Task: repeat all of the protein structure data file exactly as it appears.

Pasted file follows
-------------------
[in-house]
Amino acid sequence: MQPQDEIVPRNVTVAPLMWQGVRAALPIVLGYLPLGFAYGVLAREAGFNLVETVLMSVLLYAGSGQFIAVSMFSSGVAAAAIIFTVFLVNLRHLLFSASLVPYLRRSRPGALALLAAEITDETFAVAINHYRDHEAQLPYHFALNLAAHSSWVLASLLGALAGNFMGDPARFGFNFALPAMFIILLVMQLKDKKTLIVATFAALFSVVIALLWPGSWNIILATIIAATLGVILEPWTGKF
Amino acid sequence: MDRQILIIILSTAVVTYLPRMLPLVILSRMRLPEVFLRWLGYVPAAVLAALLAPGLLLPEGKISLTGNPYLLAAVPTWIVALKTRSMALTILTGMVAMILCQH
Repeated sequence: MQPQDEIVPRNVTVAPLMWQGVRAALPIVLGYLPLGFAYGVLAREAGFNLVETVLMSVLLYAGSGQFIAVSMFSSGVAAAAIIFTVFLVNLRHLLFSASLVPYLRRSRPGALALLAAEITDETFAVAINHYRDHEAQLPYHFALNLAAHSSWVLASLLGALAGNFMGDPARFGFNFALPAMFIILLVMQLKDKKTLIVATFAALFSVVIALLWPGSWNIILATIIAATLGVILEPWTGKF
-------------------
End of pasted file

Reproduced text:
[in-house]
Amino acid sequence: MQPQDEIVPRNVTVAPLMWQGVRAALPIVLGYLPLGFAYGVLAREAGFNLVETVLMSVLLYAGSGQFIAVSMFSSGVAAAAIIFTVFLVNLRHLLFSASLVPYLRRSRPGALALLAAEITDETFAVAINHYRDHEAQLPYHFALNLAAHSSWVLASLLGALAGNFMGDPARFGFNFALPAMFIILLVMQLKDKKTLIVATFAALFSVVIALLWPGSWNIILATIIAATLGVILEPWTGKF
Amino acid sequence: MDRQILIIILSTAVVTYLPRMLPLVILSRMRLPEVFLRWLGYVPAAVLAALLAPGLLLPEGKISLTGNPYLLAAVPTWIVALKTRSMALTILTGMVAMILCQH
Repeated sequence: MQPQDEIVPRNVTVAPLMWQGVRAALPIVLGYLPLGFAYGVLAREAGFNLVETVLMSVLLYAGSGQFIAVSMFSSGVAAAAIIFTVFLVNLRHLLFSASLVPYLRRSRPGALALLAAEITDETFAVAINHYRDHEAQLPYHFALNLAAHSSWVLASLLGALAGNFMGDPARFGFNFALPAMFIILLVMQLKDKKTLIVATFAALFSVVIALLWPGSWNIILATIIAATLGVILEPWTGKF